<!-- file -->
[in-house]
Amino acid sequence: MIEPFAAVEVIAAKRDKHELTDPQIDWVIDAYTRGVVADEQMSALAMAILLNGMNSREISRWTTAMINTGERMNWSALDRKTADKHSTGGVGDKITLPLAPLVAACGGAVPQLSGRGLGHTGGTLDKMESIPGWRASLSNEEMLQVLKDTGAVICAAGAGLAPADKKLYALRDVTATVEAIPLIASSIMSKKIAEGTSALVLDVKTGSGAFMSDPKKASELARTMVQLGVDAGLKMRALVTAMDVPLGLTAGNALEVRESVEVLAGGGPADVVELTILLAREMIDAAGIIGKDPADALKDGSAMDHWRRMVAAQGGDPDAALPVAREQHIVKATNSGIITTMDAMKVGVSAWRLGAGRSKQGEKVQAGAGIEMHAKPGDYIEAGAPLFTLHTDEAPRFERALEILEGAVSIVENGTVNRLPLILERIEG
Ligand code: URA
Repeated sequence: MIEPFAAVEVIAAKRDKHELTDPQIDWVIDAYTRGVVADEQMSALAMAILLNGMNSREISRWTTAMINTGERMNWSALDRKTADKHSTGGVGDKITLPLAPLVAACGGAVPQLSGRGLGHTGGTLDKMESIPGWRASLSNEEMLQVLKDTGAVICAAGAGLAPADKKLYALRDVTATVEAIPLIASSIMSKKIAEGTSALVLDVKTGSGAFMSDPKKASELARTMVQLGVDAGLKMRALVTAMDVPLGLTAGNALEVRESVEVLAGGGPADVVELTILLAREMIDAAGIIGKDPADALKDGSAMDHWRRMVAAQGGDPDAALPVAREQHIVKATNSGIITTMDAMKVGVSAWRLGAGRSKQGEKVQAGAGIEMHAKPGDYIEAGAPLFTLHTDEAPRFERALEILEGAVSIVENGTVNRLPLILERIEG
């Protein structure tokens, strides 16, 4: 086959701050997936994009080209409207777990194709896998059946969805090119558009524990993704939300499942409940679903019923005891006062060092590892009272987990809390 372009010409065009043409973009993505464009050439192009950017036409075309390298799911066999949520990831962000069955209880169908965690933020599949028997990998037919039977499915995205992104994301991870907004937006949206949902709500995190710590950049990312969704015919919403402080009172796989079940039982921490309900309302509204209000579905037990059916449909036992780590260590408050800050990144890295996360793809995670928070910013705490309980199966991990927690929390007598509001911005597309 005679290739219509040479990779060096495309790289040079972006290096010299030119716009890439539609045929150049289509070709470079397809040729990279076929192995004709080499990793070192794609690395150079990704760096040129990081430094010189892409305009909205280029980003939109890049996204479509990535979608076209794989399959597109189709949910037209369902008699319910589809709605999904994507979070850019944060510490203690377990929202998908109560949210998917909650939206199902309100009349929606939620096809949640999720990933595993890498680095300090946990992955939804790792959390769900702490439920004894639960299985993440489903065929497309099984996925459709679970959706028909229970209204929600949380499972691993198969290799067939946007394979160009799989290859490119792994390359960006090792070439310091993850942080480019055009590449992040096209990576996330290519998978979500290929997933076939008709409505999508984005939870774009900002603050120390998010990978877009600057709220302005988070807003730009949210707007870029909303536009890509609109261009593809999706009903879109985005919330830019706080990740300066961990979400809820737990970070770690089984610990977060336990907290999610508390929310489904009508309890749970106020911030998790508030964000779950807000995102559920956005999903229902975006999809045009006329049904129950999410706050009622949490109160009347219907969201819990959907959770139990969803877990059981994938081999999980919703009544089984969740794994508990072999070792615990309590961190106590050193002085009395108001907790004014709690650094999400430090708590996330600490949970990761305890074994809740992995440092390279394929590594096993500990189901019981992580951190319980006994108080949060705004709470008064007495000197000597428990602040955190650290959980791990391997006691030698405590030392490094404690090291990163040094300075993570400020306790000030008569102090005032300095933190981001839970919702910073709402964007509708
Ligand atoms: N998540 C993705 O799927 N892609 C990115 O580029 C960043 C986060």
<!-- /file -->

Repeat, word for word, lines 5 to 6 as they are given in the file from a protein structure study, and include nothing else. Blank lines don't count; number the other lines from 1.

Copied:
């Protein structure tokens, strides 16, 4: 086959701050997936994009080209409207777990194709896998059946969805090119558009524990993704939300499942409940679903019923005891006062060092590892009272987990809390 372009010409065009043409973009993505464009050439192009950017036409075309390298799911066999949520990831962000069955209880169908965690933020599949028997990998037919039977499915995205992104994301991870907004937006949206949902709500995190710590950049990312969704015919919403402080009172796989079940039982921490309900309302509204209000579905037990059916449909036992780590260590408050800050990144890295996360793809995670928070910013705490309980199966991990927690929390007598509001911005597309 005679290739219509040479990779060096495309790289040079972006290096010299030119716009890439539609045929150049289509070709470079397809040729990279076929192995004709080499990793070192794609690395150079990704760096040129990081430094010189892409305009909205280029980003939109890049996204479509990535979608076209794989399959597109189709949910037209369902008699319910589809709605999904994507979070850019944060510490203690377990929202998908109560949210998917909650939206199902309100009349929606939620096809949640999720990933595993890498680095300090946990992955939804790792959390769900702490439920004894639960299985993440489903065929497309099984996925459709679970959706028909229970209204929600949380499972691993198969290799067939946007394979160009799989290859490119792994390359960006090792070439310091993850942080480019055009590449992040096209990576996330290519998978979500290929997933076939008709409505999508984005939870774009900002603050120390998010990978877009600057709220302005988070807003730009949210707007870029909303536009890509609109261009593809999706009903879109985005919330830019706080990740300066961990979400809820737990970070770690089984610990977060336990907290999610508390929310489904009508309890749970106020911030998790508030964000779950807000995102559920956005999903229902975006999809045009006329049904129950999410706050009622949490109160009347219907969201819990959907959770139990969803877990059981994938081999999980919703009544089984969740794994508990072999070792615990309590961190106590050193002085009395108001907790004014709690650094999400430090708590996330600490949970990761305890074994809740992995440092390279394929590594096993500990189901019981992580951190319980006994108080949060705004709470008064007495000197000597428990602040955190650290959980791990391997006691030698405590030392490094404690090291990163040094300075993570400020306790000030008569102090005032300095933190981001839970919702910073709402964007509708
Ligand atoms: N998540 C993705 O799927 N892609 C990115 O580029 C960043 C986060």